A reader with a 9-year-old cat wonders whether it’s a good idea to adopt a second cat shortly before a planned move to a senior community. (Getty Images/iStockphoto)

Dear Dr. Fox:

I am down to one cat, and I want to adopt another, but there are complications.

First, we are planning to move in two months to one of those “old folks’ homes,” so I was putting off an adoption until we moved. There’s no sense in moving the cat twice. Second, I wanted to adopt an older cat, so it wouldn’t outlive me. Our surviving cat is 9 years old, and a big bruiser at 18 pounds. He will have to come to grips with being an indoor cat once we move.

I stopped by a local humane society, which had only one old cat, Audrey Hepburn. Her person had died, and there she was, stuck in a cage at the pound. She is 13, and she was not a happy camper. She just stared at me. Living in a cage is not her idea of a life. She’s a small, declawed (ugh) cat.

What to do? I hate the thought of her living in that cage, but I don’t think she would be able to hold her own against my cat. He has had other cats around during his stay here, but they have all died, so now he is alone. I’m not sure what he would do if, A) I introduced a new cat, and B) they were forced to coexist indoors.

I feel so sorry for this old gal. Help!

E.J., Westminster, Md.

DF: I understand your dilemma, and I appreciate your concern.

First, you must be very clear that cats are allowed in the facility where you will be moving. Ideally, you should get it in writing. If there is a change in administration or any issue with any other resident with animals, they might prohibit residents keeping animals.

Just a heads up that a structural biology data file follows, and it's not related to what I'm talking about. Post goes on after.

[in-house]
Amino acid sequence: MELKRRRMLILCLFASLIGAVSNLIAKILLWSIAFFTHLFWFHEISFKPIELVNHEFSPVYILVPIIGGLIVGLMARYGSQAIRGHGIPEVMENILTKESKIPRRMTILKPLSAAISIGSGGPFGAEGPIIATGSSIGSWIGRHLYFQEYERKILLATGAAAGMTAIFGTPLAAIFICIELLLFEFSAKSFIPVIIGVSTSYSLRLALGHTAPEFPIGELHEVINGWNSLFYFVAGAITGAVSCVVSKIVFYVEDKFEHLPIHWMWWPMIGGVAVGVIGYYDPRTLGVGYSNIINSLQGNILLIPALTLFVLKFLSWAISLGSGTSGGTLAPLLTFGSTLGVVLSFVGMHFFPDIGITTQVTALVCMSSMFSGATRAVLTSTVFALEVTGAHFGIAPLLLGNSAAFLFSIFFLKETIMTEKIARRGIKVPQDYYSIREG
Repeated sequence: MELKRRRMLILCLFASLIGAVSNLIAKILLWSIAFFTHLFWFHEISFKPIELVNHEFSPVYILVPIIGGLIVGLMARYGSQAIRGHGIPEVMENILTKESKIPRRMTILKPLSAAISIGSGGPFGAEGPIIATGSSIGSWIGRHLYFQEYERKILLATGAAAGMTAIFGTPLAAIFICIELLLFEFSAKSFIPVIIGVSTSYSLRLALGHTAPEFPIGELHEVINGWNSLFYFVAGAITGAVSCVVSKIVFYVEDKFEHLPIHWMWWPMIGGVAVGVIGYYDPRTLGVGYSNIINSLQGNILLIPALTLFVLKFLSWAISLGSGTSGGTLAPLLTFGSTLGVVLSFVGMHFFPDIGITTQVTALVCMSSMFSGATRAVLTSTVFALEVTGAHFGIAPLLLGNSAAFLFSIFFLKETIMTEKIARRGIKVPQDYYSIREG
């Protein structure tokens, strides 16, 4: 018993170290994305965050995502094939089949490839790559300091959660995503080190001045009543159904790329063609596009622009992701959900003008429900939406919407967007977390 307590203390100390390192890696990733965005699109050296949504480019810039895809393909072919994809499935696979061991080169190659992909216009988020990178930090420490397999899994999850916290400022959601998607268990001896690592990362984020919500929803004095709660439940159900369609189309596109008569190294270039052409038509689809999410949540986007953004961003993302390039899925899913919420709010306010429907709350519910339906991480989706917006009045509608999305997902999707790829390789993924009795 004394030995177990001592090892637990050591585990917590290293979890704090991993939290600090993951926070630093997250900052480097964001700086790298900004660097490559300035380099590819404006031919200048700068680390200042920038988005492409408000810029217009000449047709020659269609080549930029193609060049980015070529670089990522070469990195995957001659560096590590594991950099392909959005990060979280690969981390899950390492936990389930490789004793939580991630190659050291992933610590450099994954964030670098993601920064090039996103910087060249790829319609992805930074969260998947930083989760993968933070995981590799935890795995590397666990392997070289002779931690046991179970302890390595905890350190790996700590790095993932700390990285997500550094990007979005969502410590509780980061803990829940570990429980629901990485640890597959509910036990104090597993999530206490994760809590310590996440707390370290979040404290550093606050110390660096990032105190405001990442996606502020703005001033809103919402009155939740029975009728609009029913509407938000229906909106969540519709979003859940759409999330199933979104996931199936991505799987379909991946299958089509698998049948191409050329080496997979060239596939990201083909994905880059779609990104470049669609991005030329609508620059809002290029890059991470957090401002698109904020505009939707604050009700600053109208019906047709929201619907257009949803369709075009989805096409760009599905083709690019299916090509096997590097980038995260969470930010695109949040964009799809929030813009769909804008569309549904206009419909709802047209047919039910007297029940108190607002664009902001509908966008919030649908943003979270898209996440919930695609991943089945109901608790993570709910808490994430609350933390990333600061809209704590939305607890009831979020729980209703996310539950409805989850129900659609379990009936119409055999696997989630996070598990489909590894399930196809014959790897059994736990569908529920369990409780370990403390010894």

Sometimes cats (and also dogs) get on with each other quickly when put together in an unfamiliar place at the same time, because neither has a strong territorial response.

I would board your cat for a day or two, until you have moved in to your new place and set up the furniture in one room the way he is used to. Give him 24 hours to settle down, and then bring home the cat from the shelter and keep her in a separate room or in a large cage with her own litter box, food, water and bed. Plug in a Feliway pheromone dispenser in both rooms, and follow the steps of introducing a new cat, as posted on my website, drfoxvet.net.

Alternatively, especially if the shelter is crowded and under such conditions where there is no quarantine, and Audrey Hepburn is more likely to pick up a respiratory infection, follow your instincts and pick her up as soon as possible after she is pronounced well by an animal doctor and free of parasites and any signs of respiratory infection. Then follow the same steps of introduction in my article on this delicate process.

Keep me posted, and good luck!

Dear Dr. Fox:

My 10-year-old rat terrier has had seizures for two years, and they last anywhere from 10 to 20 minutes. They’re mild, with shaking and rigidity in the legs. How big of a concern is this?

I have taken her to the vet, as I always do for her annual physical. We discussed the seizures, and I was advised to bring her in for monitoring once or twice a year, if conditions worsen, further steps will be taken.

D.D., Boca Raton, Fla.